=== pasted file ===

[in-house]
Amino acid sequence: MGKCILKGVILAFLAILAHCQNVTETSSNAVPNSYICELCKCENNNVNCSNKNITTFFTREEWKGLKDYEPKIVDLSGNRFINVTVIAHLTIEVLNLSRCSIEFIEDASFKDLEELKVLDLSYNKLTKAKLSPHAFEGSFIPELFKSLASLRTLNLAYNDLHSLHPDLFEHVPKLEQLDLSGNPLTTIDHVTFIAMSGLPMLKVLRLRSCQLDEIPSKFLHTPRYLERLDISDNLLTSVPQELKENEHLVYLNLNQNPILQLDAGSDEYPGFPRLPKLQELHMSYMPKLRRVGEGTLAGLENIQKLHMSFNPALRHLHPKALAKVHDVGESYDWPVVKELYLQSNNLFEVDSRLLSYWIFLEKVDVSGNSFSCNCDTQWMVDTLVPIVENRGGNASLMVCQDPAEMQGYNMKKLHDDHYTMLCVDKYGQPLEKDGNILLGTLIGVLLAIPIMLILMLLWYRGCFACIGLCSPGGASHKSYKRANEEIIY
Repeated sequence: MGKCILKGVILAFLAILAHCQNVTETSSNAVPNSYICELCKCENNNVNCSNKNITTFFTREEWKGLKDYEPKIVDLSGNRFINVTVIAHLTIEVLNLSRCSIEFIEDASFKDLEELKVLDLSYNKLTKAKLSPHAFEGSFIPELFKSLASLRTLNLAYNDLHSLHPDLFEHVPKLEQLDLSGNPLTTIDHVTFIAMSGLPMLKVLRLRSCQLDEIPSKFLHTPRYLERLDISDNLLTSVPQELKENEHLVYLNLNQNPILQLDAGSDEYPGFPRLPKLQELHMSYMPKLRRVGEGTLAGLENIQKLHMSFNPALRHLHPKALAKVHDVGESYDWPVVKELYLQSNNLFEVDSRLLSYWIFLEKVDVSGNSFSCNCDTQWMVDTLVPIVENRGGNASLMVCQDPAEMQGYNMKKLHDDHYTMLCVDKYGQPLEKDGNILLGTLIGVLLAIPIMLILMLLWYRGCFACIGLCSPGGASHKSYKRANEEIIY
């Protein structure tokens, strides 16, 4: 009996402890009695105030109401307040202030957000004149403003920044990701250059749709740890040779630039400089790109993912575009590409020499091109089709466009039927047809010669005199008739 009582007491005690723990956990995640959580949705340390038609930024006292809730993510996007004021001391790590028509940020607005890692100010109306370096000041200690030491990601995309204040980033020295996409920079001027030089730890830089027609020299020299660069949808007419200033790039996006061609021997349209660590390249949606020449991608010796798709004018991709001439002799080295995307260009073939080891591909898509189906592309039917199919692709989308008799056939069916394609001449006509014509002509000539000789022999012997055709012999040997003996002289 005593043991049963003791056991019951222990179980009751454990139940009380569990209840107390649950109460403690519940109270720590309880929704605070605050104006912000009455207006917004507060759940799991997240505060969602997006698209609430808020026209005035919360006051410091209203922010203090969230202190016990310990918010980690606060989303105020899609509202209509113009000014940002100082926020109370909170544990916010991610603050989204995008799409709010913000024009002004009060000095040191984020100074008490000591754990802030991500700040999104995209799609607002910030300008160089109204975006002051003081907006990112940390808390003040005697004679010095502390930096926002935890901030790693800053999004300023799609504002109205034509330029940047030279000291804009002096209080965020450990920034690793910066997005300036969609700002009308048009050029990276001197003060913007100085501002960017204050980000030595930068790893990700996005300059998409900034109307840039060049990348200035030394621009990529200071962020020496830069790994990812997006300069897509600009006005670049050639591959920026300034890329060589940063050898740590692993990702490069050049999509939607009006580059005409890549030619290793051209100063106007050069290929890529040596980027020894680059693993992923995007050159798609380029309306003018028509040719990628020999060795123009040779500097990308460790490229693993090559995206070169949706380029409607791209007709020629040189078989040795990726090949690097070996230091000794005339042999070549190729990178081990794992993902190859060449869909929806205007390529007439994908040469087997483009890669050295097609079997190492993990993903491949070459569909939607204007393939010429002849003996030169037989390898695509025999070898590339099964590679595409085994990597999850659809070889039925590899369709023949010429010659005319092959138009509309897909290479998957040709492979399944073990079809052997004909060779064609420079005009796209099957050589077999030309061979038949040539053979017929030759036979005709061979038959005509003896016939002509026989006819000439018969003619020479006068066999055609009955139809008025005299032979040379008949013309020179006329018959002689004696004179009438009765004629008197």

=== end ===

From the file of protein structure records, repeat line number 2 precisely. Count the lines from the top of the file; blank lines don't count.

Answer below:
Amino acid sequence: MGKCILKGVILAFLAILAHCQNVTETSSNAVPNSYICELCKCENNNVNCSNKNITTFFTREEWKGLKDYEPKIVDLSGNRFINVTVIAHLTIEVLNLSRCSIEFIEDASFKDLEELKVLDLSYNKLTKAKLSPHAFEGSFIPELFKSLASLRTLNLAYNDLHSLHPDLFEHVPKLEQLDLSGNPLTTIDHVTFIAMSGLPMLKVLRLRSCQLDEIPSKFLHTPRYLERLDISDNLLTSVPQELKENEHLVYLNLNQNPILQLDAGSDEYPGFPRLPKLQELHMSYMPKLRRVGEGTLAGLENIQKLHMSFNPALRHLHPKALAKVHDVGESYDWPVVKELYLQSNNLFEVDSRLLSYWIFLEKVDVSGNSFSCNCDTQWMVDTLVPIVENRGGNASLMVCQDPAEMQGYNMKKLHDDHYTMLCVDKYGQPLEKDGNILLGTLIGVLLAIPIMLILMLLWYRGCFACIGLCSPGGASHKSYKRANEEIIY